It is no surprise there has been massive proliferation of beverage choices, including new brands entering “traditional” categories and an influx of items toeing different category lines. But how has this affected category share of consumption occasions across generations or category consumption frequency? Are consumption occasions evolving? What does it all mean for the traditionally indulgent convenience channel assortment and, more importantly, how might we leverage these consumption trends to inform space allocations across future planograms? Keurig Dr Pepper explored these questions in their Total Beverage Consumption Generational Study of Kantar’s World Panel, 1987-20181.
The importance of the in-between meal beverage occasion is rising. From 1987 to 2018, the percentage of beverage occasions consumed with a meal dropped from 65% to 53%. The influx of snacking occasions and solo dining bodes well for the immediate consumption-centric convenience channel, but consideration of shifts across categories is required to ensure c-stores are protecting their base and evolving with the times.
While the number of beverage choices appears to be inching towards infinite, the average number of weekly drinking occasions per person has remained stable at 35 for the past 30 years. This category fragmentation and consistent number of consumption occasions has impacted staple categories such as milk, brewed coffee and carbonated soft drinks. Total water (tap, still, flavored, and sparkling) consumption has increased 9% in the past 15 years, taking share from CSDs, fruit juice/fruit drinks and even milk. Emerging Categories shifted from about 5% of all drinking occasions in 2003 to about 10% in 2018. These “New Age” categories play significant roles in consumption occasions amongst key convenience store cohorts. For example, teens significantly over-index with flavored still water (173 teens vs. all consumers index), while flavored and sparkling water both attract “acculturated Hispanic” consumers (169 and 155 acculturated Hispanic vs. total all consumers). As a result, on-trend flavored water and sparkling brands, such as Keurig Dr Pepper’s Bai, Core Organic, Penafiel and Bai Bubbles can help Convenience stores drive conversion and loyalty amongst key shopper groups. Similarly, ready-to-drink (RTD) coffee has grown in popularity amongst younger consumers and Hispanic consumers, and also tends to skew female. Brands such as High Brew, Peet’s and Forto can also help attract these important shopper groups.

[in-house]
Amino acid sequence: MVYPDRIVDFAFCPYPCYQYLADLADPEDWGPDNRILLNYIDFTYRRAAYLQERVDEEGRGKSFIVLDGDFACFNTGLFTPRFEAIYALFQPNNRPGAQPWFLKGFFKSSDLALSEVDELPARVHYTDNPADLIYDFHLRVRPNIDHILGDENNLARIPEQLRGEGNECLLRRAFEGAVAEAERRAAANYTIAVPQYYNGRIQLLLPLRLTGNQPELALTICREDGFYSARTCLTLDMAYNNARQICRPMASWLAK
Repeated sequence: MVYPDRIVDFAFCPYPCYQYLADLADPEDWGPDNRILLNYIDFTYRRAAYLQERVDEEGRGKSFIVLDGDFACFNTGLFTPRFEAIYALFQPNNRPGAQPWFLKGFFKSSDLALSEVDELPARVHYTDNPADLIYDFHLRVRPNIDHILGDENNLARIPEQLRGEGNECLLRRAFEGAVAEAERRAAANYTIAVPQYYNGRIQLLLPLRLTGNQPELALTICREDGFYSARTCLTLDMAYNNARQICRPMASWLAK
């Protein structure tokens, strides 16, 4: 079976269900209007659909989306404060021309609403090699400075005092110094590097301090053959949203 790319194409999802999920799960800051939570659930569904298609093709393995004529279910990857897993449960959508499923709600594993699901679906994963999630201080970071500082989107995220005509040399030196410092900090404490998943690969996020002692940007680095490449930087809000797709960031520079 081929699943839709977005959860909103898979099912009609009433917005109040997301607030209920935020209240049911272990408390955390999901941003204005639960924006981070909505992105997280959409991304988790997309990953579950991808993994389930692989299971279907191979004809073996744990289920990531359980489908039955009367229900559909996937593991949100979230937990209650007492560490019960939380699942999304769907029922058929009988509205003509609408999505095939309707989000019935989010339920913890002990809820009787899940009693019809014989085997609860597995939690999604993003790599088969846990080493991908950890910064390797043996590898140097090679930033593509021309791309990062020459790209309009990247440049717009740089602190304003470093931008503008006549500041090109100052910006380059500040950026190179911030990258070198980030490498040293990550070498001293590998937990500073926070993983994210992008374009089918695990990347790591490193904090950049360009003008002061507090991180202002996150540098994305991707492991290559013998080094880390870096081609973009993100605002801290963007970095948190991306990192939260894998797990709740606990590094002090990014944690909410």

While carbonated soft drinks have declined slightly in overall share of consumption, their weekly penetration remains one of the highest (42% for regular CSDs, 21% for diet) across all consumption occasions, and even higher amongst convenience store visits. However, ginger ale has gained share of drinking occasions amongst 18- to 49-year-olds, key shoppers to the convenience channel. Canada Dry has helped buck the carbonated soft drink consumption trend with 12 consecutive years of sales growth and the introduction of Canada Dry Ginger Ale Lemonade and Orangeade innovations, making them perfect convenience store staples.
Ready-to-drink (RTD) tea has experienced a new wave of growth with younger consumers. In fact, millennials adopted RTD tea at an early age and continue to increase their RTD tea consumption. Gen Z is now trying RTD teas at an even younger age and could follow a similar trend to millennials. While unflavored tea-forward brands initially expanded the RTD tea category offerings, flavored RTD teas have nearly doubled the weekly consumption penetration of unflavored tea. Additionally, RTD tea consumption, once a key category for dinner, has shifted to more of a lunch occasion. Given these trends, an opportunity exists for lunch/afternoon daypart promotions with flavored teas and juice drinks, such as Snapple or flavored tea-forward teas, such as Bai Antioxidant Supertea™.
Considering these broader consumption trends in addition to year-over-year c-store sales allows retailers to better anticipate shopper needs and how to best deliver what they want.
1All Data Cited – Source: KDP Total Beverage Generational Study, Kantar World Panel 1987-2018
This post is sponsored by Keurig Dr Pepper